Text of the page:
I have an Oak Hills 100A on 40 meters. Got it off the web for $95. It has a great receiver and "features" like RIT and variable bandwidth; so it operates nicely. Using a dipole about 20 feet up that's lost in trees about 60 feet high (neighborhood CCR thing) my first QSOs in two days were IN, NY, GA, and 2 Cubans. I live in north central FL; so that represents ranges of a few hundred to about 1000 miles on daytime propagation. Good for 40 meters. All good solid quality QSOs. However, I have been a ham 47 years;  started on novice CW; had several small/modest stations and antennas over the years; operated portable a lot ............ so I have operating skills (CW ability -- propagation knowledge -- contest/pile up experience -- etc) and antenna experience that help me make the most of what I have equipment wise. I doubt I would do anywhere as well if I was new and inexperienced. Probably would frustrate the hell out of myself and maybe turned sour on the hobby instead.

I suggest you think -- plan -- consider -- find a way to get as much antenna up as you can. Antenna is the biggest single factor. Next operate from a friend's or club station to gain experience. Learn CW to be solid/comfortable at at least 10 words per minute. Those factors will have much more to to with making QSOs than the power level. Maybe a used HF rig in the car as a mobile or sitting in your drive? THEN give QRP a shot. It's a lot of fun and there is a big kick when you do work someone neat or DX and it can be done. Build your skills then as the sunspot improves propagation you'll be ready for and enjoy QRP.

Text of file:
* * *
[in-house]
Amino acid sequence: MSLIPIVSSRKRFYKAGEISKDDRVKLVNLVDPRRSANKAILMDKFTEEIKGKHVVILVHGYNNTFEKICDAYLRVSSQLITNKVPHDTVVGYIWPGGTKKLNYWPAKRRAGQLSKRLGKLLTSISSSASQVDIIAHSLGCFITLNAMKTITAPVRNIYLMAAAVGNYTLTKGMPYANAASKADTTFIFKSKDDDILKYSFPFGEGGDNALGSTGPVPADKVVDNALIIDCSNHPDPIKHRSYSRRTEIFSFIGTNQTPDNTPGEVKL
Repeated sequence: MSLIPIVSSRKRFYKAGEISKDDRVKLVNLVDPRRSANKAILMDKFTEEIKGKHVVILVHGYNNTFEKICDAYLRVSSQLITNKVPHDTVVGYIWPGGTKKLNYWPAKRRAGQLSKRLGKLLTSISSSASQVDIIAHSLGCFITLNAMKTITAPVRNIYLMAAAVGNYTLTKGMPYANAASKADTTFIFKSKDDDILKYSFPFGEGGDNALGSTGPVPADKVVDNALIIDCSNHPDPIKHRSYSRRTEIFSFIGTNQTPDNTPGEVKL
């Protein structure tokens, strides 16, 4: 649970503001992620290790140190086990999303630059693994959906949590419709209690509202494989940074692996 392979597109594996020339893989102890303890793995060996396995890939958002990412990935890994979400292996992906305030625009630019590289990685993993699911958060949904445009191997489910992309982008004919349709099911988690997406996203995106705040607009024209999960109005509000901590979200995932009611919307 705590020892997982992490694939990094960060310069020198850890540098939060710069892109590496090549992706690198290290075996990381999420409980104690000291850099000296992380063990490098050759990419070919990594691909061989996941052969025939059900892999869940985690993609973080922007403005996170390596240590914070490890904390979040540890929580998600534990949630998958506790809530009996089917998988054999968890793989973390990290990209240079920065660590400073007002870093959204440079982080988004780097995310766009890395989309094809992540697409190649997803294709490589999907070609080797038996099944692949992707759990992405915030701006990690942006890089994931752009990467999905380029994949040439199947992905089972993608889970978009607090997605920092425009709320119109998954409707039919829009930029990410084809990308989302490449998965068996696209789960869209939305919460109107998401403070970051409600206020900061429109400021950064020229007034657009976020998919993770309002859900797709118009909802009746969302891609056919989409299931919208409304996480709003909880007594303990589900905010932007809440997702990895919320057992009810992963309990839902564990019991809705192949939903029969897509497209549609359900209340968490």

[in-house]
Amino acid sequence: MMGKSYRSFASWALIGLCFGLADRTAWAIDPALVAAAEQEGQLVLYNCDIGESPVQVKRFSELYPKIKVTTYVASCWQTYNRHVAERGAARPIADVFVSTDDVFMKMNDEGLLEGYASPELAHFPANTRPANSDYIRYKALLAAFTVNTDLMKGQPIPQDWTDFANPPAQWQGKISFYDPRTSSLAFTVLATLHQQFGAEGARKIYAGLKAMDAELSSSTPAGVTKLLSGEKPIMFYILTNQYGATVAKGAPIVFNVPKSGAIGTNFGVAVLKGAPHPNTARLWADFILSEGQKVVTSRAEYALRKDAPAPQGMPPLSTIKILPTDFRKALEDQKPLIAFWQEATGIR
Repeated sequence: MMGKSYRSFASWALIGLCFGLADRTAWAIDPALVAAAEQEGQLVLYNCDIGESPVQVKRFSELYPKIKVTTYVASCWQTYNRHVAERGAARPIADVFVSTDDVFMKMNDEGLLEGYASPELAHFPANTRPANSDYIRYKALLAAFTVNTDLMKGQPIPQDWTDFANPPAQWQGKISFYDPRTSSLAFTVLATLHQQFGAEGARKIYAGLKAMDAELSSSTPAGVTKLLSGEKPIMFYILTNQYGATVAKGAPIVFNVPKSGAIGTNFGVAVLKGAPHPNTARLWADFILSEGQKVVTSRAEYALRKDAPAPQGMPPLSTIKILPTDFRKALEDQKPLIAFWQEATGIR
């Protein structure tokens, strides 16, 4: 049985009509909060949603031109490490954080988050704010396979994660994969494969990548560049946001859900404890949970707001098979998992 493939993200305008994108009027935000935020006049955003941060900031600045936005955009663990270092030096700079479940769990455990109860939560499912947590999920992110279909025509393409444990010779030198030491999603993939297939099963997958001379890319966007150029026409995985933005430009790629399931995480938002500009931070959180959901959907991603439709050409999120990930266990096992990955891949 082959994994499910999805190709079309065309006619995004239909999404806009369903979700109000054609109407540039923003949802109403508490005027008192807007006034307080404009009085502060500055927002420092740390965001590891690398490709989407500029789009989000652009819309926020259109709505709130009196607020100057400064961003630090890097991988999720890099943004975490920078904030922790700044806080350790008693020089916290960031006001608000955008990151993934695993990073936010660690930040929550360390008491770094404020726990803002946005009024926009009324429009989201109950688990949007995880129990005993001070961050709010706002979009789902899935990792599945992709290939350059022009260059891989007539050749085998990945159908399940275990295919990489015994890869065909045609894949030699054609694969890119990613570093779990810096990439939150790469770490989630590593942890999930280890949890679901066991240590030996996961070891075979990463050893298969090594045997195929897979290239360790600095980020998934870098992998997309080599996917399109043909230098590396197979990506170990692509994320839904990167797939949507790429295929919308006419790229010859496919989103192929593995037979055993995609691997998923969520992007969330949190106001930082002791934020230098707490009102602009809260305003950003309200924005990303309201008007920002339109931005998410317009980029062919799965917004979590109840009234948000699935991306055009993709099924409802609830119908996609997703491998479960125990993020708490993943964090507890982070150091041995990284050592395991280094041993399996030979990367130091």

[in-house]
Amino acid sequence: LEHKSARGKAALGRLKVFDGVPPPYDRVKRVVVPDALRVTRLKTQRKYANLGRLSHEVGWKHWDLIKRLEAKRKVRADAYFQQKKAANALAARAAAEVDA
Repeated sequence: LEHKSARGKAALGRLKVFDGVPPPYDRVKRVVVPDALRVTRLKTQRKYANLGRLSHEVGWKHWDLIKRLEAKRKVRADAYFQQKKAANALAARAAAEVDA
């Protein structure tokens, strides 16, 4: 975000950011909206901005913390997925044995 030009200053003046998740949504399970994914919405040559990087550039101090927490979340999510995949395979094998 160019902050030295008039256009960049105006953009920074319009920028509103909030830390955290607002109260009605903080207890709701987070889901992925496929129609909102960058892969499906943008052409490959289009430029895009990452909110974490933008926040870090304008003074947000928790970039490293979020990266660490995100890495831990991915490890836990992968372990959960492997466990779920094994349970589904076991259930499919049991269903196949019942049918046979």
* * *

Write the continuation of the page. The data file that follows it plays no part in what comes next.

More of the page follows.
Posts: 81


« Reply #10 on: April 30, 2008, 02:09:24 PM »

I would not recommend starting with QRP. Low power into a poor antenna is not a happy combination, and a poor antenna is probably all you'll be able to put up if you're living in a typical apartment complex. And apartment buildings also tend to be RF-noisy environments because of the close proximity of so many TVs, computers, and other electronic devices, which only makes QRP even more difficult.

What I would recommend is to get a 100 watt rig and to keep the power turned down to 50 watts or less. It still won't be great, but with 50 watts you will make contacts and at that power RFI is not likely to be an issue.

QRP is a lot of fun, but I wouldn't recommend that you start with it. Build up your HF experience at a higher power, and then you can try turning down the power to QRP levels to give it a try.

Posts: 1

« Reply #11 on: May 19, 2008, 10:20:35 PM »

I would begin with a basic 100 watt radio such as a used FT-840 first and get some operating experience under your belt. Then turn down the power to five watts and see how well it works for you. If you have fun doing that buy and build an easy QRP kit such as the SW20 or the Wilderness SST.

I don't recommend starting out with QRP especially with current band conditions. Focus now on learning good operating skills.

Posts: 79

« Reply #12 on: June 29, 2008, 02:09:46 PM »

NO. Testerday, I watched an Elecraft K2 in action. We had no antenna up, so a few meter coax was tuned by the built in ATU and then my friend David PA3HBB worked S51, Bosnia with QRP. A few meters of coax cable, inside the house.

With a simple $ 10 homebrew antenna like a dipole or some wire vertical, you yould do some DX as well.

100 watts is not 20 times more efficient than 5 Watts hi. And for all that's worth, I only made CW contacts on 40 m.

Start little and grow!